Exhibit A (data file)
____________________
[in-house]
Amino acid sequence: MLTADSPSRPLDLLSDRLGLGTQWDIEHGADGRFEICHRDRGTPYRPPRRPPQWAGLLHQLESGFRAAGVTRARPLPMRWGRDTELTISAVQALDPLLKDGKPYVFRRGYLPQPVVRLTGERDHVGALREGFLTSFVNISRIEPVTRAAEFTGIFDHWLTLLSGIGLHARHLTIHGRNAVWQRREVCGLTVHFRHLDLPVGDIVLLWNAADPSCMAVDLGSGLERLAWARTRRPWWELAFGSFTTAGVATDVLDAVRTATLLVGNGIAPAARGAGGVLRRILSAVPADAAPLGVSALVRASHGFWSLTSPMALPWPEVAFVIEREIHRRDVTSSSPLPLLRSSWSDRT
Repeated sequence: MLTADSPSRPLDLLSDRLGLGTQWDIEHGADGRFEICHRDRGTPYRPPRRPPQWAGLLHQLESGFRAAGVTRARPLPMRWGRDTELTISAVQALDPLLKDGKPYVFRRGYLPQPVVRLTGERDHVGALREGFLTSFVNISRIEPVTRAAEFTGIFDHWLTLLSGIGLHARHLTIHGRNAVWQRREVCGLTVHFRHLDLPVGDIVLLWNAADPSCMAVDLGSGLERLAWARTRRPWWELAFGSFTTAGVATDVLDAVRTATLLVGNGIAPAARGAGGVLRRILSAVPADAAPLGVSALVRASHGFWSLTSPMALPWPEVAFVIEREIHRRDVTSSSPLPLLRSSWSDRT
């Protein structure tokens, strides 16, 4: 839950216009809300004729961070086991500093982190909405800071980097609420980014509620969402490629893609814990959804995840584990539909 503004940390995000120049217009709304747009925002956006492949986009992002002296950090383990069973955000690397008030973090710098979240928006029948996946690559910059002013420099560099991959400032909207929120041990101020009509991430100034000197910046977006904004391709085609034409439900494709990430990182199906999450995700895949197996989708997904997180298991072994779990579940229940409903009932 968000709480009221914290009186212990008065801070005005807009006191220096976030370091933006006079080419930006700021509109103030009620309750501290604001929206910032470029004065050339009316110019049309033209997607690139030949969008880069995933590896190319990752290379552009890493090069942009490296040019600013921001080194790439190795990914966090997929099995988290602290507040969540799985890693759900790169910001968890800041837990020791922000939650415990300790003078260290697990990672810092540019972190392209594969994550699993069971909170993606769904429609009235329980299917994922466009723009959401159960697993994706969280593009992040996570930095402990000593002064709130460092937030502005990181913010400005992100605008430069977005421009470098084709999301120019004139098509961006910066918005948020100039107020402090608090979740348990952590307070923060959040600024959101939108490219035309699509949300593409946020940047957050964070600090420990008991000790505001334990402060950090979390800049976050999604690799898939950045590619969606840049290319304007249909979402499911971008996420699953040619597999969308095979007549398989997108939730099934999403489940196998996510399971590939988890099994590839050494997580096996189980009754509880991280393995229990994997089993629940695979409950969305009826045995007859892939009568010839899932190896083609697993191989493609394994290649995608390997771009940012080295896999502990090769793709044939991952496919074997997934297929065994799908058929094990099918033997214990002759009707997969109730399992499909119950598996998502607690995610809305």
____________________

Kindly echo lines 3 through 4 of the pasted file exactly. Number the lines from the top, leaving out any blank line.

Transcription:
Repeated sequence: MLTADSPSRPLDLLSDRLGLGTQWDIEHGADGRFEICHRDRGTPYRPPRRPPQWAGLLHQLESGFRAAGVTRARPLPMRWGRDTELTISAVQALDPLLKDGKPYVFRRGYLPQPVVRLTGERDHVGALREGFLTSFVNISRIEPVTRAAEFTGIFDHWLTLLSGIGLHARHLTIHGRNAVWQRREVCGLTVHFRHLDLPVGDIVLLWNAADPSCMAVDLGSGLERLAWARTRRPWWELAFGSFTTAGVATDVLDAVRTATLLVGNGIAPAARGAGGVLRRILSAVPADAAPLGVSALVRASHGFWSLTSPMALPWPEVAFVIEREIHRRDVTSSSPLPLLRSSWSDRT
């Protein structure tokens, strides 16, 4: 839950216009809300004729961070086991500093982190909405800071980097609420980014509620969402490629893609814990959804995840584990539909 503004940390995000120049217009709304747009925002956006492949986009992002002296950090383990069973955000690397008030973090710098979240928006029948996946690559910059002013420099560099991959400032909207929120041990101020009509991430100034000197910046977006904004391709085609034409439900494709990430990182199906999450995700895949197996989708997904997180298991072994779990579940229940409903009932 968000709480009221914290009186212990008065801070005005807009006191220096976030370091933006006079080419930006700021509109103030009620309750501290604001929206910032470029004065050339009316110019049309033209997607690139030949969008880069995933590896190319990752290379552009890493090069942009490296040019600013921001080194790439190795990914966090997929099995988290602290507040969540799985890693759900790169910001968890800041837990020791922000939650415990300790003078260290697990990672810092540019972190392209594969994550699993069971909170993606769904429609009235329980299917994922466009723009959401159960697993994706969280593009992040996570930095402990000593002064709130460092937030502005990181913010400005992100605008430069977005421009470098084709999301120019004139098509961006910066918005948020100039107020402090608090979740348990952590307070923060959040600024959101939108490219035309699509949300593409946020940047957050964070600090420990008991000790505001334990402060950090979390800049976050999604690799898939950045590619969606840049290319304007249909979402499911971008996420699953040619597999969308095979007549398989997108939730099934999403489940196998996510399971590939988890099994590839050494997580096996189980009754509880991280393995229990994997089993629940695979409950969305009826045995007859892939009568010839899932190896083609697993191989493609394994290649995608390997771009940012080295896999502990090769793709044939991952496919074997997934297929065994799908058929094990099918033997214990002759009707997969109730399992499909119950598996998502607690995610809305």